alias778971

Washington State unmarked patrol car pull you over legal or illegal??

9 posts in this topic

I am trying to find some info about this cause I cant find it anywhere. My friends and I were on our cruisers the other day and got pulled over by an unmarked dodge charger police vehicle and gave us a ticket for speeding, we are totally fine with the ticket but we have heard from people an finding videos that it is illegal for a unmarked police vehicle to pull you over an give you a ticket because people can easily do this and replicate police officers. We are just trying to figure out if this is legal in washington state if an unmarked police vehicle can pull you over an give you a ticket or if it is illegal. We were in Clallam County and the car was a Dodge charger and the only indications that it was a police vehicle was that it had lights in the grill and visors. Any info would gladly be appreciated on the matter. Thanks 

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It is not illegal for an officer in an unmarked car to pull you over and give you a ticket. You of course will want to verify that the person is indeed a police officer. But assuming it was, there is no good challenge to make to the citation based on the car not being marked. You may be penalized for failing to pull over for the officer even if it is not a marked car. The requirement is that the car must be equipped with lights and a siren and the officer must be in uniform for that penalty to apply. See RCW 46.61.024(1). Thus, the statute contemplates that some stops will be made by officers in unmarked cars.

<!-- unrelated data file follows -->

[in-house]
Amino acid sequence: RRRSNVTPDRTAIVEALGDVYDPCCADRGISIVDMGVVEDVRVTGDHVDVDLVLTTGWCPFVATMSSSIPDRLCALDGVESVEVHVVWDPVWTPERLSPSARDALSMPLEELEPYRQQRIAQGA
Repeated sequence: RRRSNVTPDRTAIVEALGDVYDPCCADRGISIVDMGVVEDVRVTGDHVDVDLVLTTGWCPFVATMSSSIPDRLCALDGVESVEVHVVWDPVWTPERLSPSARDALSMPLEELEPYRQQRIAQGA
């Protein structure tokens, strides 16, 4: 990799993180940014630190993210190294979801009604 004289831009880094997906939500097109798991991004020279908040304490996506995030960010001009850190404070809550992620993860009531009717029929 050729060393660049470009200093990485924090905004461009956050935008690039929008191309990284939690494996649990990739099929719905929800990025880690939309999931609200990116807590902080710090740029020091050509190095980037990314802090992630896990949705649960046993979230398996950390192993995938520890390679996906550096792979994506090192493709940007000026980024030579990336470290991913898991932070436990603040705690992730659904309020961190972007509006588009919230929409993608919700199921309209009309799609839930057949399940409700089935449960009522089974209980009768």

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we have heard from people an finding videos that it is illegal for a unmarked police vehicle to pull you over an give you a ticket

 

Unless these people and videos cite a provision in the Revised Code of Washington (or some other applicable law) that supports what they claim, you should assume that they are wrong.  Moreover, as you described it, the vehicle was not, in fact, "unmarked."

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alias 778971

 

Thank you for your post.  The answer to your question depends on if lights and a grill amount to being "marked" for purposes of the statute provided above. The replies to this post along with this article should shed some light on the subject:

 

Guy Pulls Over Deputy for Illegal Unmarked Cop Car. Was He Right? Are Unmarked Police Cars Legal?

 

If you have any more questions, please feel free to ask.

-The Findlaw.com Team

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On ‎6‎/‎8‎/‎2015 at 9:42 AM, pg1067 said:

 

Unless these people and videos cite a provision in the Revised Code of Washington (or some other applicable law) that supports what they claim, you should assume that they are wrong.

https://app.leg.wa.gov/rcw/default.aspx?cite=46.08.065